Couponing Versus Bargain-Sniffing

As I have confided in my blog before, I suck at couponing.  I have never been one to shy away from using vouchers for this, that and the other so in Scotland I was considered pretty thrifty with the way I could save money using vouchers and deals.  Here in the US, however, so many people have managed to make couponing a hobby / talent / extreme sport that I am very much in the dunce corner of the remedial group when it comes to saving money using vouchers.  This annoys me because I absolutely love being thrifty.  I am no Ebenezer Scrooge but I definitely experience a thrill knowing I have saved money.

My difficulty here is that the vast majority of coupons – and I am referring to the thick wodge of paper that is deposited in my mailbox once a week – are completely irrelevant to me as they are for products I would just never purchase.  It seems to be that the companies who run these promotions are the ones who sell junk, snacks or processed foods.  I, therefore, use the few coupons that are for food products I use or for household cleaning products and then I shop the in-store deals to drive my grocery bill down.  I do pretty well despite the pile of coupons that just go in the recycling bins each week.  In an average week I can shave almost a quarter off my week’s grocery bill.  Not bad.  Certainly better than I could achieve back in Scotland.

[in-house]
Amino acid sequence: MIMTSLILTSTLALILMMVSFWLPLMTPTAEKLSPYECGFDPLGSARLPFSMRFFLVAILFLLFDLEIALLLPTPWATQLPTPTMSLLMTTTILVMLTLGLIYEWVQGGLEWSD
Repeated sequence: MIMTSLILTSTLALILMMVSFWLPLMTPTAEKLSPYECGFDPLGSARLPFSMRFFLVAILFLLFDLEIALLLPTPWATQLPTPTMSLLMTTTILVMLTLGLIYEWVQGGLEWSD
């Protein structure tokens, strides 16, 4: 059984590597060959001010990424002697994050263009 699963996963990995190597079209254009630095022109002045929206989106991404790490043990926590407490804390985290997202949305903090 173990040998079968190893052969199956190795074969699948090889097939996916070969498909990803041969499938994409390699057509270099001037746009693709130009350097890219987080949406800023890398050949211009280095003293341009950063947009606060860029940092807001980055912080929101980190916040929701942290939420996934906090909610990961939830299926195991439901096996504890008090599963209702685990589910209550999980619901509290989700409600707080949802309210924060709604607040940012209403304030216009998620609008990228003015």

However, I am then reminded what a “loser” couponer I am when I am behind someone in the checkout queue who has managed to reduce their bill from $83 to $32.  My jaw was literally agape last week when that exact thing happened.  Sure I had the supercilious glow of knowing my trolley was a whopping deal healthier and more nutritious than the shopper in front of me but my goodness the thrifty side of me felt like such an also ran.

So here’s the thing that prompted today’s blog entry.  My husband is used to wearing business smart for work.  Back when he worked in London and then when he worked in Scotland, his uniform was a suit, shirt and tie.  Sometimes the shirt was so formal it required cufflinks.  Here in the US he is working somewhere that requires smart casual attire.  In his suits, he feels too formal.  He, therefore, needs a whole new wardrobe of work clothes that fall somewhere between his two usual modes of business smart and at home casual (which sometimes veers on the slobby but hey ho).  That is a whole load of clothes to buy in one go so, of course, it was the perfect challenge for Little Miss Thrifty.

I found the website of a store that sells brand name clothes at reduced prices.  I headed to the clearance section for men’s clothes and I scoured each page weighing up the options, adding things to the virtual basket, occasionally editing the basket as I went on and found a similar item for even less.  Some of the items were as much as 75% off the original price so I was picking up some really good deals, the type that make me feel accomplished.  One jumper (here they are sweaters) was reduced from $45 to $9 so I decided to go into futures at that point and buy several of them.  Once I had created a virtual wardrobe of shirts, jumpers and trousers I set about reducing the total even further by inputting the perfect combination of voucher codes and I had a code for free shipping to boot.  In the end, once I divided the total up, the average came out to $13 per garment.  That is eight pounds sterling, people.  For brand name clothes.